Home PAUL GROSSMAN vs. WALTHAM CHEMICAL COMPANY.

14 Mass. App. Ct. 932

July 7, 1982

In an action brought under G. L. c. 93A, Section 9, the plaintiff recovered actual damages, multiple damages and attorney's fees. The defendant challenges on appeal the adequacy of the judge's subsidiary findings which underlay his conclusion that the acts of the defendant constituted unfair and deceptive practices within the meaning of c. 93A. The defendant also asserts there was no showing of causation. Finally, the defendant claims (a) that the judge's award of actual damages was improperly measured, and (b) that multiple damages should not have been assessed in these circumstances. We examine these claims of error seriatim.

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1. Subsidiary findings of fact by a trial judge "will not be deemed `clearly erroneous' unless the reviewing court on the entire evidence is left with the firm conviction that a mistake has been committed." New England Canteen Serv., Inc. v. Ashley, 372 Mass. 671 , 675 (1977). Our review of the instant record leaves us with no such conviction. The judge made the critical finding that the defendant's termite manager "inspected the exterior of the barn and noticed small holes in some of the clapboards and carpenter ant sawdust in the rear of the barn." Apart from evidence concerning the magnitude of the damage, there was other testimonial and documentary evidence which warranted such a finding. The other findings were similarly warranted.

2. A failure to disclose any fact, the disclosure of which may have influenced a person not to enter into a transaction, is a violation of c. 93A. See Homsi v. C.H. Babb Co., 10 Mass. App. Ct. 474 , 479 (1980). The judge found that the plaintiff "relied on the defendant's report in purchasing the property and may not have purchased it had he known of the existence or the possibility of the existence of the powder post beetle." Thus, it can be said that the defendant "could . . . have caused . . . [the plaintiff] to act differently from the way he otherwise would have acted." Lowell Gas Co. v. Attorney Gen., 377 Mass. 37 , 51 (1979). See Purity Supreme, Inc. v. Attorney Gen., 380 Mass. 762 , 777 (1980).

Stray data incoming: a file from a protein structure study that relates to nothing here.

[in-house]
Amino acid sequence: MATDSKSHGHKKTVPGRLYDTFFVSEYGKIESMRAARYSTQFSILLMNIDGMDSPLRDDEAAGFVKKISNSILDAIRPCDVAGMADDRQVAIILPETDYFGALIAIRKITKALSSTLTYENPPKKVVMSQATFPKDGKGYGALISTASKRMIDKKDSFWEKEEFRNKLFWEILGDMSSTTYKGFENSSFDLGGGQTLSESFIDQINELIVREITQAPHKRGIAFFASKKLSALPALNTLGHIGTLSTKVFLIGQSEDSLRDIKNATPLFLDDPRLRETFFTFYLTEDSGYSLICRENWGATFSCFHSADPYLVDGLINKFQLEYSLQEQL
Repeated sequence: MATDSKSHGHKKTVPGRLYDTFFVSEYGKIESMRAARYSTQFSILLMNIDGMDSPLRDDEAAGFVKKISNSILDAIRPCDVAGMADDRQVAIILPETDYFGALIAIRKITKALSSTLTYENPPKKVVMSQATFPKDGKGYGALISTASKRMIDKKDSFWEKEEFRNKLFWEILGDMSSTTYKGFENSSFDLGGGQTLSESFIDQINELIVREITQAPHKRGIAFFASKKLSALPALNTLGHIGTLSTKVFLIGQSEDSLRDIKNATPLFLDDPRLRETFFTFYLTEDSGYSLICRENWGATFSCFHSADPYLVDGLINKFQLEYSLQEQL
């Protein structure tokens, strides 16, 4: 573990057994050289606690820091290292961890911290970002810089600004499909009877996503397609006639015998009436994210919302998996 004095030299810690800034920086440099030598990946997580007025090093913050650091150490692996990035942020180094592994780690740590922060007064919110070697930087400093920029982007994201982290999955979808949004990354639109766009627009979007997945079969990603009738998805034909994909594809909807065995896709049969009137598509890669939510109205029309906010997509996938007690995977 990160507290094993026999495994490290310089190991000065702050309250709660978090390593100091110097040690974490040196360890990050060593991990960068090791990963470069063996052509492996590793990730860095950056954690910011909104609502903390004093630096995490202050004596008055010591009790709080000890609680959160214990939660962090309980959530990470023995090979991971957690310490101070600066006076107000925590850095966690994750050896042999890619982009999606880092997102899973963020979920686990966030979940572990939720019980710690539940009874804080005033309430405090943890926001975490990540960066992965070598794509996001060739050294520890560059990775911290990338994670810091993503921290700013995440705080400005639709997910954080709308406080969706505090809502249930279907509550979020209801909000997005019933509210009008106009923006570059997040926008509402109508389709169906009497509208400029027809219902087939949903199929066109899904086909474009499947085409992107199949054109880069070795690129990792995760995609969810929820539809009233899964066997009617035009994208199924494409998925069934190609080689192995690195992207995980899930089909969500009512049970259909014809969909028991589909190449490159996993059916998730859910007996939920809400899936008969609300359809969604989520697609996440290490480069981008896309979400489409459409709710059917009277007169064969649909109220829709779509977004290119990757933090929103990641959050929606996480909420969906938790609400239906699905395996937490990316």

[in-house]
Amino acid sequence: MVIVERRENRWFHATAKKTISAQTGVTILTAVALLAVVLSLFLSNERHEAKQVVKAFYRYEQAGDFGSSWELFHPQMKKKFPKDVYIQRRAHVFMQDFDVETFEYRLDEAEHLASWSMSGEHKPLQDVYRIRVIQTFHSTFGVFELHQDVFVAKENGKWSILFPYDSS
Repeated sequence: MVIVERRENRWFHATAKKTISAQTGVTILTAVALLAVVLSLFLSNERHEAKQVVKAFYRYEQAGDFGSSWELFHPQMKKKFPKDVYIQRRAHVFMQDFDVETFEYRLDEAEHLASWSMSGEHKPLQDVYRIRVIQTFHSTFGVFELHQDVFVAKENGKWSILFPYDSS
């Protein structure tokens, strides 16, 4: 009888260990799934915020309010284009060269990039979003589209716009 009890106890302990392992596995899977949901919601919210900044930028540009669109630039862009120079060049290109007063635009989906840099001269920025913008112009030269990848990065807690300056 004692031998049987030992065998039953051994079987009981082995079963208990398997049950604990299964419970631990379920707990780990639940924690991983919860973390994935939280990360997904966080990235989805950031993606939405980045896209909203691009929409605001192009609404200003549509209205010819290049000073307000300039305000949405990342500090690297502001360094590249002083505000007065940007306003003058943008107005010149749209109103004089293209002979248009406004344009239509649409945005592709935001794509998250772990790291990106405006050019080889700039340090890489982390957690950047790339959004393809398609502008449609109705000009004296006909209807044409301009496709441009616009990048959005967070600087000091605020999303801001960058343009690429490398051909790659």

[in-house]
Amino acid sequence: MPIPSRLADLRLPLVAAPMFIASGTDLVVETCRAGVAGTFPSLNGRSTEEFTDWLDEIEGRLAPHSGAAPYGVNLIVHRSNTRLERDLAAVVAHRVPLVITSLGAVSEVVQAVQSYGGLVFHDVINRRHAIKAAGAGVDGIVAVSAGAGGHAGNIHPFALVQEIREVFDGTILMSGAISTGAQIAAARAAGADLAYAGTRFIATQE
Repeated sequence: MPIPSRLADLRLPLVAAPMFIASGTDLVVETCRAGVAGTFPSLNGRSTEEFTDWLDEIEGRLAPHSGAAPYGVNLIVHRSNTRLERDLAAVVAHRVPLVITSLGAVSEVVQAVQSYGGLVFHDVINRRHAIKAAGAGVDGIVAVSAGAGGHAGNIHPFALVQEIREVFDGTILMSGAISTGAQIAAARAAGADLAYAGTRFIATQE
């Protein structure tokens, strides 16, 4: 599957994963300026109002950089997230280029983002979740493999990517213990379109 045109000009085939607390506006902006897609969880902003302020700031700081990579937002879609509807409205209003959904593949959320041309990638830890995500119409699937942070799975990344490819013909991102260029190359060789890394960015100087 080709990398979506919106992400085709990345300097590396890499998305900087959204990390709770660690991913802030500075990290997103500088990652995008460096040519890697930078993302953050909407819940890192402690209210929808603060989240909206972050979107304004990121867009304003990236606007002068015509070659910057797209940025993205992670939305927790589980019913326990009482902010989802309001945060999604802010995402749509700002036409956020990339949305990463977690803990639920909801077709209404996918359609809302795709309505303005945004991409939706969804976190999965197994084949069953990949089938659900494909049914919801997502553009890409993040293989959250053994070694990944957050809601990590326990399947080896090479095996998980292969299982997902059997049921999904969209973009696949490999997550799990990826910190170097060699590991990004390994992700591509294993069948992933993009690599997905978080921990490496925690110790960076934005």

3. The judge did not err in allowing the plaintiff's expert to testify as to the cause of the damage to the barn. See Worcester v. Eisenbeiser, 7 Mass. App. Ct. 345 , 347 (1979), and cases cited. The witness had previous experience as a builder, and although he was new in the home inspection business, he had come into contact with powder post beetle infestation in the past and had consulted with one Lazrath, an exterminator, on numerous occasions in connection with his home inspection business. "We [thus] are unable to say that as matter of law there was no evidence to support the judge's decision." Ibid. Contrast Cooper v. Richter, 8 Mass. App. Ct. 878 , 879 (1979).

4. The defendant's claim of lack of proximate cause is without merit. "[A] practice is `deceptive' if it could reasonably be found to have caused a person to act differently from the way he otherwise would have acted." Lowell Gas Co. v. Attorney Gen., 377 Mass. at 51. See Mongeau v. Boutelle, 10 Mass. App. Ct. 246 , 248 (1980). The defendant's report failed to indicate any insect damage or that the inspection was incomplete. As already mentioned above, the judge found that the plaintiff "may not have purchased" the property had he known about the powder post beetle infestation. "Failure to disclose a material fact which may influence the [consumer] is actionable under Section 9" (emphasis supplied). Mongeau v. Boutelle, supra at 248. Cf. Danca v. Taunton Sav. Bank, 385 Mass. 1 , 8 (1982).

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5. The judge did not use an improper measure of damages. See Rice v. Price, 340 Mass. 502 , 506-511 (1960). Unfair or deceptive acts or practices under G. L. c. 93A, Section 2, are not limited by traditional tort and contract law requirements. See Slaney v. Westwood Auto, Inc., 366 Mass. 688 , 693 (1975). The judge awarded damages in an amount equal to the cost of correcting the structural damage ultimately discovered in the barn. On the evidence it could reasonably be found that the damages incurred by the plaintiff were "direct results of the [defendant's] wrong." Rice v. Price, supra at 511. Thus, these costs were the "actual damages" (G. L. c. 93A, Section 9[3], inserted by St. 1969, c. 690) suffered by the plaintiff due to the defendant's deceptive acts and practices.

6. The defendant argues that it was error to award multiple damages. It asserts that multiple damages must be predicated on a finding that the offending conduct was a wilful or knowing violation of c. 93A, Section 2. The judge, however, found that the defendant, in violation of the standards applicable to its occupation, "failed to alert the plaintiff to the possibility or probability of powder post beetle damage, and . . . fail[ed] to notify the plaintiff that the inspection was incomplete." The defendant, of course, knew of the deficiencies in its inspection and report, and that knowledge sufficed to constitute a knowing violation of c. 93A. The award of multiple damages was proper in these circumstances.

7. As no question has been raised as to the propriety of attorney's fees, we have no occasion to discuss them. See Mass.R.A.P. 16(a)(4), as amended, 367 Mass. 921 (1975).

Judgment affirmed.